Posted by on Jan 12, 2016 in Blog

Hal and ElizabethAbove: Hal loved all of our loan recipients, including Gabriel Mandujano of Wash Cycle Laundry, who gifted us these great sweatshirts.

My dear friend Hal passed away yesterday. I was so incredibly lucky to work with Hal for a decade. What a man, what a character, what an inspiration. He walked his talk with joy in his heart and a good dose of mischief around the edges.

Like all colleagues with desks only a few feet apart, Hal and I talked too much some days. Imagine having Hal to yourself and talking about everything with him from   ending poverty to feminism to B Corporations, Hal’s last favorite issue.

Hal loved disagreeing with me, not that we were ever that far apart in our views. He was disappointed when he couldn’t get an animated discussion out of me; I am a Killough after all and he counted on my stubbornness to keep up my end of a good debate. I gave Hal a lot of credit for being more open minded than I. He was willing to change his mind on anything.

We discovered one day that we were each deeply moved decades ago by Martin Buber’s book, I and Thou. We figured out that we each read the book within months of each other – maybe even the same month. This was one of many threads that wove our friendship.

I witnessed many powerful scenes in the foundation office with Hal: entrepreneurs facing deep hardships; fascinating deals with fellow investors; and sweet encounters.

Perhaps the sweetest was when Untours staffer Kim Paschen came in to say goodbye to Hal. Kim had adopted my commitment to animal rights and was leaving Hal’s employment to pursue that work. She appeared in our office with tears flowing as she told Hal that he was the most amazing boss ever and anywhere, that Untours had been wonderful to and for her, how excruciating it was for her to fledge from Untours, and how much she loved Hal and Norma. Hal returned Kim’s love and shared his pride in her courage to move on. A far cry from your typical place of employment.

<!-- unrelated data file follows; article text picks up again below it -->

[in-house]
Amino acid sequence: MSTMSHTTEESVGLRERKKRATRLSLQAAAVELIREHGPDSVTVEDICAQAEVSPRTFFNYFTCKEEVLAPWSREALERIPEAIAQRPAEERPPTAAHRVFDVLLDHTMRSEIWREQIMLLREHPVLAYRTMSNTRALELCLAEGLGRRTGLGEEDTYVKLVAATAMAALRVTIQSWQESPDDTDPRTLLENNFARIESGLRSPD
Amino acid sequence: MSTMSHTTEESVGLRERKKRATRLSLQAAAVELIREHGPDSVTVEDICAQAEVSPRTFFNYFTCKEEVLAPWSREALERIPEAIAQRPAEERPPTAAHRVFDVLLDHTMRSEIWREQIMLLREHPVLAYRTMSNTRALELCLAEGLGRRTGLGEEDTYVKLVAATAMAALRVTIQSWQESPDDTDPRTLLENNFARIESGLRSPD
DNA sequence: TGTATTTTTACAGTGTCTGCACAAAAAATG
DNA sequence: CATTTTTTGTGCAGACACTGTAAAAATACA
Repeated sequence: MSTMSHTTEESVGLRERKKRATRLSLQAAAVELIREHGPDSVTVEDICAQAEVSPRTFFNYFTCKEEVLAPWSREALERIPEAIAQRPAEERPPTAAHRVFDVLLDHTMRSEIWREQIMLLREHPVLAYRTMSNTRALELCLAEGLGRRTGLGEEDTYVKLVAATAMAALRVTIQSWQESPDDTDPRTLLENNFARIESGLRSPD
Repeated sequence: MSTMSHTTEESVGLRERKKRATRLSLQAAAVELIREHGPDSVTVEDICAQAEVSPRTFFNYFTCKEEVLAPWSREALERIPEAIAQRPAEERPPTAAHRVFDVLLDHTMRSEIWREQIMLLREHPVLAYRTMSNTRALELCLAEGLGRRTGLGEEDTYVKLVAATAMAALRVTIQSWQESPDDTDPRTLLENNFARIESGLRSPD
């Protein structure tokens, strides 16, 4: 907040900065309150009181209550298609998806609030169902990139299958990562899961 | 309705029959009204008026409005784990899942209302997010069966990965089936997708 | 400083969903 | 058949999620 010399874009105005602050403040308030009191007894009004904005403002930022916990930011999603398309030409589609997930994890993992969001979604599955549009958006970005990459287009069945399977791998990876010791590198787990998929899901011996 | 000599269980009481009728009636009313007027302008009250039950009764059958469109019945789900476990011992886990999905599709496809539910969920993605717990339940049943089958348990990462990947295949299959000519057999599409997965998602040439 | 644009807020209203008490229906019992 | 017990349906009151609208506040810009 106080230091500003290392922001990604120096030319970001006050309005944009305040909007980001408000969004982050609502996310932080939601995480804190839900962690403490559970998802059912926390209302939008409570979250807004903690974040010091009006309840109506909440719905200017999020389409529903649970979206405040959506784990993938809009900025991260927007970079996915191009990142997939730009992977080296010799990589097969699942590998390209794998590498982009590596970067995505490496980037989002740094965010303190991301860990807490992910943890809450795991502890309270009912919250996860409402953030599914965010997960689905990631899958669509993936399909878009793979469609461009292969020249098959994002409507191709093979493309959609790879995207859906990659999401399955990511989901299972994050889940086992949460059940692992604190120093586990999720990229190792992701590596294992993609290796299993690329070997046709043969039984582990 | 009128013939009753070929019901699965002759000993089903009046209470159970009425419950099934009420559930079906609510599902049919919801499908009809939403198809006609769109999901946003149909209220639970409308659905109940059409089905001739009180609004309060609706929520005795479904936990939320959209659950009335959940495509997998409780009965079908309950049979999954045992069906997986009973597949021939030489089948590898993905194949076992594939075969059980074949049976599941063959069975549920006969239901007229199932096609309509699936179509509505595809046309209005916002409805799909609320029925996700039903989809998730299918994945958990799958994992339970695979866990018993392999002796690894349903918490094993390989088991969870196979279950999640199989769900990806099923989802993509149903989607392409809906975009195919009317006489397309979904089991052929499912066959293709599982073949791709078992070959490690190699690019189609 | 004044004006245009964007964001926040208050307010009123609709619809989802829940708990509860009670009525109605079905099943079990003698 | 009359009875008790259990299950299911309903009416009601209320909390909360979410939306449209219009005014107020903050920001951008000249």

From day one at the foundation, Hal gave me veto power over all of the loan decisions. At that point in time, it was only Hal and Norma’s money in the foundation, and Hal was the one with lending experience. Nonetheless, he made me his equal. Hal is known for being generous, but this is but one example of the breadth of that generosity.

Hal kept me constantly entertained between his desk chair that leaned too far back – as he always caught himself at just the last nanosecond – to his eating yet another 3-or-more day-old sandwich that he might find in his desk cabinet. He never fell off the chair and never got sick from anything he ate. He also never had a second of jet lag or minded taking naps on the hard foundation floor. On two different occasions he was hit by a car while riding his bike, and both times only the bikes were injured. He was hardy stock.

And he was heart-y stock always deeply and most concerned for those with the least. He did not believe in philanthropy since he equated that with charity. He believed in change and therefore in building new economic structures, which included Fair Trade, local economies, worker owned businesses, and B Corporations.

As for the mischief around the edges, Hal was right there for any party or silliness that came his way including demonstrating for the Untours staff the one-legged milking stool he was gifted. Please honor this deep and playful man through your social justice deeds and your personal mischief making.

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